Is there a repeat button? | #5

I said my goodbyes without much drama. I packed my things without thinking about my departure. I even went through the airport security as if it was something I did every day. It was not until I was in line to board my plane that I was hit with the realization that my time in Argentina was over. Everything that had defined my time there came rushing at me and by reflecting on the work I had done, the friends I made, and the lessons I learned I began to see the change I had undergone within myself.

Firstly, this experience has showed me I can learn how to navigate new situations. Whether this be learning a new city on my own or figuring out an ambiguous job description, I can now say I have the self-discipline and past knowledge to draw on to face something new with a stronger footing than before. Before this, new situations were sometimes a scare and I would avoid them if possible, but now I do not feel as if I need to completely avoid these situations.

Secondly, I see that I am now more curious about the underlings of a culture than before. I used to be content with the surface level of tourism – the historical tours, landmarks with picture taking opportunities, and never stepping out of the bubble of my nice hotel room. That used to satisfy me, but now I cannot imagine how this method of tourism truly allows one to be exposed to the culture.

In large tourism industries, much of the culture is filtered out so tourists only hear about the “interesting” parts of their life. In other words, tourists only hear about the pre-approved culture. There will never be a mention of the public’s opinion of their government, or how social class divisions affect the population, or even the day to day activities the people do to have fun after a hard day at work. Only by living like them can you learn these things, and I wonder now if I can ever experience traditional tourism in the same way again.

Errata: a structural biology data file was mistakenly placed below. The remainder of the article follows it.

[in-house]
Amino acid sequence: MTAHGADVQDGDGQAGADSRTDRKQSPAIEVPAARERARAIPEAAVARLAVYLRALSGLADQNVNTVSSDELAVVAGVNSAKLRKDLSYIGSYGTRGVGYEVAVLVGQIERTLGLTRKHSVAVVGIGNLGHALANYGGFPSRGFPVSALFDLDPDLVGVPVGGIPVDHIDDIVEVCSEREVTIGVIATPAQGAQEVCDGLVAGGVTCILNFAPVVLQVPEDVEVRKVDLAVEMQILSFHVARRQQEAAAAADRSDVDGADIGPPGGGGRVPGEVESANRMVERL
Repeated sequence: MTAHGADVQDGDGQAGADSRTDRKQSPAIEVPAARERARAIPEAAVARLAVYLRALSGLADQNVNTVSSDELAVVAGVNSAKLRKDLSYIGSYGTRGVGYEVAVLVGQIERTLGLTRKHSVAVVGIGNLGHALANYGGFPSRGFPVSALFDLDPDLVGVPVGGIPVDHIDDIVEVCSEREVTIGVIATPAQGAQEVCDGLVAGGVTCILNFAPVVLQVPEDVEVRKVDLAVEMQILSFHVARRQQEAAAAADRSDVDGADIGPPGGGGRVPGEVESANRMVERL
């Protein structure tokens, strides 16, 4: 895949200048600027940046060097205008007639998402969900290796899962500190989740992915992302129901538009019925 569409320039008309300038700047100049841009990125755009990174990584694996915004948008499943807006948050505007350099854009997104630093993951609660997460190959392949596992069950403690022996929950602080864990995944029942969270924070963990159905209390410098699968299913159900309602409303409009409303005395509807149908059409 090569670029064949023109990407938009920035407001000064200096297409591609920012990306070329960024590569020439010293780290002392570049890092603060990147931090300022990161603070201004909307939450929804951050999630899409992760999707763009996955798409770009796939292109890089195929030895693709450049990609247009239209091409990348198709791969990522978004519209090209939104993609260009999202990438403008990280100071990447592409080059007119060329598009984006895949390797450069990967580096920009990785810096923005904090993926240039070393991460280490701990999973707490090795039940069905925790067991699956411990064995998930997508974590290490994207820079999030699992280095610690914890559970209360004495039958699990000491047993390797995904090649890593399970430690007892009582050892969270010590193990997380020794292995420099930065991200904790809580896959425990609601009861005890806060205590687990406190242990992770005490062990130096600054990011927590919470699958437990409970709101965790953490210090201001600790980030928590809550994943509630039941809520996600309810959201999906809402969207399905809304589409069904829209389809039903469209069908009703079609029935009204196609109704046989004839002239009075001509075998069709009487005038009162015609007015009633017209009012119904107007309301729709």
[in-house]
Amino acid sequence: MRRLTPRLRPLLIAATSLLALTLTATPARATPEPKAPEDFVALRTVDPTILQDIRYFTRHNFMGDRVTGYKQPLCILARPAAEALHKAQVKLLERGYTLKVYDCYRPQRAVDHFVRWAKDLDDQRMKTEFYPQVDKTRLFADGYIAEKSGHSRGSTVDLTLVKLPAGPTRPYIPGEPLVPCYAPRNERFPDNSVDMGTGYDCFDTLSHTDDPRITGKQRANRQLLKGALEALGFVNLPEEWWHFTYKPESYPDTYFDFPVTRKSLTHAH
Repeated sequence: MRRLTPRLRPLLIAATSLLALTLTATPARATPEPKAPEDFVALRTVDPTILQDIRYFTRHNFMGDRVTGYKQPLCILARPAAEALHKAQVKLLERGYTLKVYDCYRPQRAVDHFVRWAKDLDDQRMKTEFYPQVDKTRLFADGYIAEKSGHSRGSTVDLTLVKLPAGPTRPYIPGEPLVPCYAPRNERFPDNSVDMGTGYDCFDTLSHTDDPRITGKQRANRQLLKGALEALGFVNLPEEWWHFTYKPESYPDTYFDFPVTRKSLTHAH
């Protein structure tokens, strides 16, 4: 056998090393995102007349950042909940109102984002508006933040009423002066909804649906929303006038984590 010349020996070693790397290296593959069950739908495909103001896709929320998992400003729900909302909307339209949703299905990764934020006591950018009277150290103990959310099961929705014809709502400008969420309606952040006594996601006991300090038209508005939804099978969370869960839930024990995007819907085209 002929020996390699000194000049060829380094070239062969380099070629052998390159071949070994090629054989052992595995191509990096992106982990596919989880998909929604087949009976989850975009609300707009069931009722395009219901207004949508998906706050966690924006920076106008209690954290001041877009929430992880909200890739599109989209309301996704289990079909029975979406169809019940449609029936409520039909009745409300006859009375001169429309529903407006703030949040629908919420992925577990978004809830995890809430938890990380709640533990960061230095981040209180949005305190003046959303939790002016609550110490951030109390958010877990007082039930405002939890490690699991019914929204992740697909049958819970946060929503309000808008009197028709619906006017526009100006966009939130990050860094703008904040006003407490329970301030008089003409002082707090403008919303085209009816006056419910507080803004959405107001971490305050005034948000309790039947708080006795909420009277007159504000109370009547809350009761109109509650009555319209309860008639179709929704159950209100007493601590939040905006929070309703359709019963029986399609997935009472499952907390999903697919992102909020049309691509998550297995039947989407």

Finally, I now recognize I have the urge to do it all over again. I thought one cultural experience would be enough – have some fun in college, get it out of my system, and just spend my time in the United States as I had been doing before. But now I know that one time in one culture is not enough when there are so many other places to see and experience. Yes, there were parts that can only be labeled as horrible: the homesickness, loneliness, frustration at stalled improvement, the bittersweet goodbyes. But I realize that I would go through all of that again just to experience the wonderful parts.

This trip has showed me that there is no completely good experience. There will always be bad sections, and it is up to the individual persevere through those to gain all the good that is to come from it. My experience has taught me you cannot let the horrible parts prevent you from going at all because the truly wonderful parts are invaluable in comparison. The true happiness comes when you realize you have made a life in this new place; it comes when you begin trying to forget the few amount of days you have left, when you try to deny the goodbyes you must say, and when you take the final pictures with the people you are going to leave behind.